Radial Velocity Method

By Alexandria Janopoulos

In my recent post, I discussed the transit method and how it is used to detect extrasolar planets. The transit method is one of the most popular methods, but so is the radial velocity method. The radial velocity method is similar to the transit method, but is used to find different characteristics of the extrasolar planet. By using the radial velocity method, astronomers can determine the mass of the extrasolar planet.

We know that the planet exerts a gravitational “tug” on the star; this tug causes the star to move. Because we know the stars so well, we can look at its spectra. This spectra is like a map of the colors of light the star emits. Sometimes colors are missing in the spectra because atoms in the star use the color to gain energy.  In figure 1,  if you look at the top panel of the spectra you can see the missing colors. By watching the spectra you can see the star’s motion, towards or away from you, caused by the extrasolar planet.

Figure 1:

The spectra is then used to see the Doppler shift. Everyone has heard the Doppler shift when a police car flies past you with its siren. When the police car is coming towards you, its siren is higher pitched. When it is going away from you the pitch lowers. The Doppler shift in light is similar, when the object emitting light is coming towards you it looks as if it is full of higher pitched light, which is bluer. When the object emitting light is going away from you it is full of lower pitched light, which is redder. These shifts are called the “blue-shift” and the “red-shift”. In figure 1, if you refer to the second panel you can see the “red-shift”. It is red-shifted because relative to the top panel, or the unshifted spectra, it is shifted towards the red part of the spectra. The third panel shows the “blue shift” because the spectra is shifted towards the blue part of the spectra. The cartoon below shows how the red-shift and blue-shift is seen when the object emitting light is moving towards and away from you.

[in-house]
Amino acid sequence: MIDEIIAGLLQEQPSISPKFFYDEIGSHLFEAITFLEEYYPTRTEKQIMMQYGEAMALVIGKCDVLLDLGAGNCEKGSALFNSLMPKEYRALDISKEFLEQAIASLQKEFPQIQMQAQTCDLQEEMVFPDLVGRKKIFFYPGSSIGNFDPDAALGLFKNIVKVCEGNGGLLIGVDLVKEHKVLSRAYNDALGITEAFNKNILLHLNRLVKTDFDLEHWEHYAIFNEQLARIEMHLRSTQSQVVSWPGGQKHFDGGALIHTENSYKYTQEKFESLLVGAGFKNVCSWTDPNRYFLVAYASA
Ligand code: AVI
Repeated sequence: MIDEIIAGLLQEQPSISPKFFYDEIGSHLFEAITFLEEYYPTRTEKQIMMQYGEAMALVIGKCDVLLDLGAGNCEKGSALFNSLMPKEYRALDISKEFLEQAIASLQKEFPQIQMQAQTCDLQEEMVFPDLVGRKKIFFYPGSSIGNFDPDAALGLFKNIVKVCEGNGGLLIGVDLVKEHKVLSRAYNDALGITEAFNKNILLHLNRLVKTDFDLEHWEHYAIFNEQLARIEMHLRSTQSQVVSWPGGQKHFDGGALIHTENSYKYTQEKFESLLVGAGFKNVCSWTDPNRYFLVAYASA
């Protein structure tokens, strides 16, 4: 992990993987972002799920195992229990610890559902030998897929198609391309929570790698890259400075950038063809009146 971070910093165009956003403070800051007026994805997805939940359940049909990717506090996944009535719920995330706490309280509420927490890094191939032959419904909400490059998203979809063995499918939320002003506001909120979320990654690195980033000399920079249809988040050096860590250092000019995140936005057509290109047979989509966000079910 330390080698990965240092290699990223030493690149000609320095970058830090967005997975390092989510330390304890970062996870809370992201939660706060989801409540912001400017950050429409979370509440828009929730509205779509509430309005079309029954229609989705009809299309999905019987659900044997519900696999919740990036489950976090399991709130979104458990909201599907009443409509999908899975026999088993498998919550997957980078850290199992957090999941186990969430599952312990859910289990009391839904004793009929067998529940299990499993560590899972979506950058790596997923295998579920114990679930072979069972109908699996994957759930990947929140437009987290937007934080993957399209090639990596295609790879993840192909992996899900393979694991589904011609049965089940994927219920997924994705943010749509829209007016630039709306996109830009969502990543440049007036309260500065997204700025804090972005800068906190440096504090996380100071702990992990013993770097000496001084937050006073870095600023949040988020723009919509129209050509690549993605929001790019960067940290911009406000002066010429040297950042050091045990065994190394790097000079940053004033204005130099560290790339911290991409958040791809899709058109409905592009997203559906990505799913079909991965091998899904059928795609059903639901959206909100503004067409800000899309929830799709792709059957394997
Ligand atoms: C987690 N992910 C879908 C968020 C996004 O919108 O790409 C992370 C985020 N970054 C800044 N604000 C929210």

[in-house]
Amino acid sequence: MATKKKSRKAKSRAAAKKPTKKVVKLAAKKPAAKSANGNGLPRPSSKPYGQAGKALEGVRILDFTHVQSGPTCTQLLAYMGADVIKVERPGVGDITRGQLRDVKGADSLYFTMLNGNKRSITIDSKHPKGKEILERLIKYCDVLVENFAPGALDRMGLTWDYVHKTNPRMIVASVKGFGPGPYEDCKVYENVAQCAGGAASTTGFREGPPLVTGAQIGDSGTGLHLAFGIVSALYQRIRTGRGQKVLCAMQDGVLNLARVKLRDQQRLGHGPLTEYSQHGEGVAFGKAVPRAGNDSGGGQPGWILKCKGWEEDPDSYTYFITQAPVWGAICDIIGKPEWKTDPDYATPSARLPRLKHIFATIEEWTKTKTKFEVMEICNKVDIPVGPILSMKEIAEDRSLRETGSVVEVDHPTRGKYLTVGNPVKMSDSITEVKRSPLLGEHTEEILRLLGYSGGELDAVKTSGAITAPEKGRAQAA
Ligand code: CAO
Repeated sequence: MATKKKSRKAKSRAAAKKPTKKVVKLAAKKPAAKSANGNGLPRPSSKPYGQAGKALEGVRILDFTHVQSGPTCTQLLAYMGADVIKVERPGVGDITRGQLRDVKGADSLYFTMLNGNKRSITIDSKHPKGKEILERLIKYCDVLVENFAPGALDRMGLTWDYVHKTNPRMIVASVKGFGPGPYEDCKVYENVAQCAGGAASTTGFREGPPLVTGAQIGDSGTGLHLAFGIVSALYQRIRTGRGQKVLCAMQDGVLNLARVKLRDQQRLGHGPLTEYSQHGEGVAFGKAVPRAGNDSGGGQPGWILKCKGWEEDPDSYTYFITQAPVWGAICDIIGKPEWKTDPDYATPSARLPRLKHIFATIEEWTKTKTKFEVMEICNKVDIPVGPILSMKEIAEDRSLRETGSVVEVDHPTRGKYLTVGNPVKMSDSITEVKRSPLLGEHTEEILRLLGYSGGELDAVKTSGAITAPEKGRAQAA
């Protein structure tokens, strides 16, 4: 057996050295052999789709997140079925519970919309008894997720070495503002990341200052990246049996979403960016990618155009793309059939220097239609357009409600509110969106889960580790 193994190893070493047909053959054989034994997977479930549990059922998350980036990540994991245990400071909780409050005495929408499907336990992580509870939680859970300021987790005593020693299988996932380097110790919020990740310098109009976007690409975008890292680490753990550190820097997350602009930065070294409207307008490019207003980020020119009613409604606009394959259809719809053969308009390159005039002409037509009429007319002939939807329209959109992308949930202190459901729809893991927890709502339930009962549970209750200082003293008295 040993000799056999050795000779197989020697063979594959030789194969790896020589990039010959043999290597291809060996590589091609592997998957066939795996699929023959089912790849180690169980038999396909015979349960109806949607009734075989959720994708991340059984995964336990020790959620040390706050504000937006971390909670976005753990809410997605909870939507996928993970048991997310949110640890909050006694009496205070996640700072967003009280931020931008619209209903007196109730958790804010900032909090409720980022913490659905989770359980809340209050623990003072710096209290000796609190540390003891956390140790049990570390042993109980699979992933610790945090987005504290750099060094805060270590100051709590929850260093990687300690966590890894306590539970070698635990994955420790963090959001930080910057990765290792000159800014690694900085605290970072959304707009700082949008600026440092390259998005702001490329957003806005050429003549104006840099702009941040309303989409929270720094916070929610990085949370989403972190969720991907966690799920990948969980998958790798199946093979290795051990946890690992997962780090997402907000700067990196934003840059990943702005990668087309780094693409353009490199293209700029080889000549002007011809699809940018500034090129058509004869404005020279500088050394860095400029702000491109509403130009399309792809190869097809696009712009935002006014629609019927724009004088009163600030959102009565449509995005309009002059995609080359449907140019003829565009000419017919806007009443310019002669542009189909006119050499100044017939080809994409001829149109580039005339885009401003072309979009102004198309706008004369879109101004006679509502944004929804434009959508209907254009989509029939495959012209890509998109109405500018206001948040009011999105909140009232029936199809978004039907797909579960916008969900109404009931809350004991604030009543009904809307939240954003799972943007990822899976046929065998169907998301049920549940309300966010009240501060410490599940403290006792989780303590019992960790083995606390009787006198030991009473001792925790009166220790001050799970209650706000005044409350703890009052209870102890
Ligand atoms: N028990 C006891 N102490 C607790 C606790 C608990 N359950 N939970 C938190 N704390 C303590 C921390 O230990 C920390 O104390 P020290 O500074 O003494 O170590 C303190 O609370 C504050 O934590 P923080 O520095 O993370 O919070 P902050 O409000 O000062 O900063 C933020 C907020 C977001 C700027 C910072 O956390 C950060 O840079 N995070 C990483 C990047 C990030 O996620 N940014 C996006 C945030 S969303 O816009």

If you use the blue-shift and red-shift, you can determine which way a star is moving. If the shift is in the blue, the star is moving towards you and if it the shift is red, it is moving away from you. This movement, or Doppler shift, can also determine the mass of the extrasolar planet. You can determine the mass due to the size of the shift. If you have a bigger doppler shift, the star has a bigger movement. This bigger movement means that the star was “tugged” harder. It was “tugged” harder because the heavier planets exert more gravity. So, if you have a bigger doppler shift, you have a heavier planet.

If you combine these two methods (the transit and radial velocity method) of discovering extrasolar planets, we can determine the planet’s distance of orbit, size, and mass. Both of these methods can be used to isolate certain characteristics of the extrasolar planet. By isolating characteristics from the mass of the planet found in the radial velocity method and the size of the planet from the transit method, you can figure out what the planet is made of! If it is small and heavy, it is most likely made out of rock and water, like Earth! If it is very big but light for its size, it is most likely made out of gas, like Jupiter!    

 

Questions:

1) If a star has a blue-shift, what does this mean about the star?

2) If my hypothesis was “all doppler shifts seen in the light spectra are caused by extrasolar planets”, can you think of an example of when this hypothesis would be incorrect?

3) In figure 1, explain why the second panel is red-shifted.

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2 thoughts on “Radial Velocity Method

  1. Great job with relating your new post with your previous post. I think its cool to show the connections and relations of things. 🙂

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